Rethinking Anxiety’s Role in a Crisis

September 2, 2014 Gabe Howard

Over the weekend, my wife was bitten by a dog. It was a serious bite, costing her the tip of her right index finger. I was present when it happened, watching in horror as she stepped in between two angry lab-mixes that were fighting over a bone.

We went from watching college football to panic in less than 30 seconds. As my wife sat down, holding her bloody hand, there wasn't time to think about much. My only concern was how to help her. My mother-in-law had separated the dogs, placing one in a cage, and raced over with napkins and began to apply pressure to my wife’s wound. At that moment, we had no idea how serious the injury was.

Medical Emergencies and Anxiety

When it comes to the physical properties of anxiety, I am not an expert. I cannot tell you for certain the reason I was able to scoop up my wife, place her in our car, and rush her to the nearest emergency room without a moment’s hesitation was due to adrenaline. Blood, hospitals, loud noises, and confusion are all anxiety triggers for me and I can tell you they didn't slow me down for even a second.

Having an anxiety disorder has prevented me from doing many things. After a medical emergency involving my wife, I needed to rethink anxiety's role in a crisis.From the moment we left my brother-in-law’s house to the moment I brought her safely home, anxiety played no role. Whatever part of my brain processes anxiety was shut off and the parts ensuring that she had everything she needed were operating at stunning efficiency. Is it possible that medical emergencies and anxiety aren't compatible? When a loved one is in danger, does the brain bypass the minefield of anxiety triggers and just focus its energy on providing care?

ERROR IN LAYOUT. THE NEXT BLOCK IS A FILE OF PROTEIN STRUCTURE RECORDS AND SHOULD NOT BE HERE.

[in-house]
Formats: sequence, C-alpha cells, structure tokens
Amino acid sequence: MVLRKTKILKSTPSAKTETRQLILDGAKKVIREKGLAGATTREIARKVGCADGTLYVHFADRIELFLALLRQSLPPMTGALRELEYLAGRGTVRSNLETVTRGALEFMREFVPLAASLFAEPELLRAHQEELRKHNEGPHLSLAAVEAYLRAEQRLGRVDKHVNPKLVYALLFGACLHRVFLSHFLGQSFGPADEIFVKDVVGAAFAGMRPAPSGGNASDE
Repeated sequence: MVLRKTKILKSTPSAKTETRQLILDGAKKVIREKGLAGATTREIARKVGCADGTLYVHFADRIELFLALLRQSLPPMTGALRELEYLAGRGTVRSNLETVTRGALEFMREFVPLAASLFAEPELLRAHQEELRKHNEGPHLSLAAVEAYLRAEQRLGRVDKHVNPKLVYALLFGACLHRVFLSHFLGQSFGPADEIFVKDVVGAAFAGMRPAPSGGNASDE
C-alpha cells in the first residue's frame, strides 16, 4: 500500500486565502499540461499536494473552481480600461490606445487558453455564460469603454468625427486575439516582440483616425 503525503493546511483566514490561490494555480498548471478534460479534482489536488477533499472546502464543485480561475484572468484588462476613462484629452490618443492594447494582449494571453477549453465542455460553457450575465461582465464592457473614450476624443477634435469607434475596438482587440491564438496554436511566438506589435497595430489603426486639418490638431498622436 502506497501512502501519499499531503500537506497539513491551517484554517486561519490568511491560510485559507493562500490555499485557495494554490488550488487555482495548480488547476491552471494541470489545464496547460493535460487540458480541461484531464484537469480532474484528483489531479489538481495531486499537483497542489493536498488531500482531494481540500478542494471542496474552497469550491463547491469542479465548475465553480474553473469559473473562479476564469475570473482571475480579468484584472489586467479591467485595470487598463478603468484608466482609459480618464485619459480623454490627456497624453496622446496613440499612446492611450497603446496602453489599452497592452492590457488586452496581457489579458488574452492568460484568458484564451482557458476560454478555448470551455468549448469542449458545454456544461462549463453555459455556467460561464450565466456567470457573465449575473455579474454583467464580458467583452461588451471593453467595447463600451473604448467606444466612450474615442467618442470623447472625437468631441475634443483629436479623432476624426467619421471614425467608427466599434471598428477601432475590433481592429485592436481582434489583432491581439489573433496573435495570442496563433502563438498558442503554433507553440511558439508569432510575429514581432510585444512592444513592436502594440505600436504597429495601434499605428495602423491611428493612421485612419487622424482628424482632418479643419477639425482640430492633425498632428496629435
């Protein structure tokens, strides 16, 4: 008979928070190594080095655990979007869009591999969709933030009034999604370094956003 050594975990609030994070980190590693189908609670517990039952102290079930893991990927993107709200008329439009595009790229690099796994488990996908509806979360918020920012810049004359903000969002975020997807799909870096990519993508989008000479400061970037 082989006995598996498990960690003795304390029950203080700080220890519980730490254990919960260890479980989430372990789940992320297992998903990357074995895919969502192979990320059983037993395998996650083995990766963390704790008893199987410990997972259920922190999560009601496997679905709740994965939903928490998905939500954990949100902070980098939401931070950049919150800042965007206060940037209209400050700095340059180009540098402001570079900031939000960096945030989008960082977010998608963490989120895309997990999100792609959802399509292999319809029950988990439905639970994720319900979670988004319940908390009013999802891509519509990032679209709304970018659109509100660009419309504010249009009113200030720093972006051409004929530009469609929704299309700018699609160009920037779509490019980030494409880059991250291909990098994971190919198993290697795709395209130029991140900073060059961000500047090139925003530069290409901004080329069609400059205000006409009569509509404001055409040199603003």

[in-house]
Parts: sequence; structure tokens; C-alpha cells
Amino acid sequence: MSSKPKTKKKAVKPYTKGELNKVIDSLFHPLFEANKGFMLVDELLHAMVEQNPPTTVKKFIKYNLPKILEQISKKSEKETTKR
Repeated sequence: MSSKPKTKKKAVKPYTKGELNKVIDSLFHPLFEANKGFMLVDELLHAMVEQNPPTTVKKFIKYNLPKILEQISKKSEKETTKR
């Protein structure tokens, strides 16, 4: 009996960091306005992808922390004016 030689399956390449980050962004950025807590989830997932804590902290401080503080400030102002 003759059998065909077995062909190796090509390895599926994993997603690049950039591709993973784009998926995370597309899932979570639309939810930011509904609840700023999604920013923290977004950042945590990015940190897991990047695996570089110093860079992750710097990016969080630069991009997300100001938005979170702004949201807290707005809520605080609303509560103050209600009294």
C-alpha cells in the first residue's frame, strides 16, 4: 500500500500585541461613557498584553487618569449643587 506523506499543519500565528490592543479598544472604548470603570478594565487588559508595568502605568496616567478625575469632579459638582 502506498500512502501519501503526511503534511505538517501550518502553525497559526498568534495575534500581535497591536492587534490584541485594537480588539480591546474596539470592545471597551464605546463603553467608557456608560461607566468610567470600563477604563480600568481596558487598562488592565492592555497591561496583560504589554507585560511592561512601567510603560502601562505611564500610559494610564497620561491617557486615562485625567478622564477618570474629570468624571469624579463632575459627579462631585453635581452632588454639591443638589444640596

Anxiety Always Surfaces

My wife is a fantastic person and she does understand that having bipolar and anxiety disorders presents me with some limitations. She is stunned, however, at how perfect I was during this emergency. The number of things that should have triggered me, but didn’t, astounded her. My mother-in-law, a woman with no history of anxiety or any mental illness, was having a difficult time. During the entire ordeal, I was steady as a rock. For the first time in my entire life, I was described as unflappable.

However, anxiety always surfaces. After we were settled in our home, with my wife resting comfortably and me showered and in my favorite pajamas, the events of the day started to resurface in my mind. Each detail rapidly came to the surface and brought along the anxiety it so conveniently left behind earlier in the day.

The anxiety and panic attack that evening brought along paranoia, racing thoughts, and insomnia. It was a horrible thing to experience and, like all anxiety attacks, took its toll on me emotionally and physically.

Living with generalized anxiety is not easy. It prevents me from doing things I want to do and constantly pops up at inconvenient times. Amidst all of the chaos of this event, there was a silver lining. Being able to be there for my wife when she needed me, in spite of anxiety, is something I will always celebrate.

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APA Reference
Howard, G. (2014, September 2). Rethinking Anxiety’s Role in a Crisis, HealthyPlace. Retrieved on 2024, July 16 from

Author: Gabe Howard

Leslie Funk
September, 10 2014 at 11:08 pm

I to have Generalized Anxiety Disorder. I have found that although I have anxiety about many things, catastrophic thinking, worry and fear I am great in actual emergencies. As a Physiologist, I understand that my constant anxiety does cause me to run my "fight or flight" hormones more than is ideal, it is no where near the release that happens in a true emergency. Adrenaline, Epinephrine and Norepinephrine are released in an emergency such as your recent experience with the dog bite on your wife's finger. These hormones are ideal for the situation, causing you to think clearly, see things in a logical progression, take action despite things that may normally cause anxiety (such as blood). Now I have seen people that have such a strong reaction to seeing blood that they faint/pass out despite the need to help in an emergency, so it isn't fool proof. I am glad you were able to help your wife and handle the situation! I too find that the anxiety comes later, when my brain begins to think of all the things that "could have gone wrong" or "how much worse it could have been" but that is why I have Ativan, meditation and diaphragmatic breathing to get me through! Take care!

In reply to by Anonymous (not verified)

Gabe Howard
September, 11 2014 at 10:51 am

Thank you, Leslie. :) You are right, nothing is fool proof. :) I am glad you are reading and commenting! ~Gabe :)

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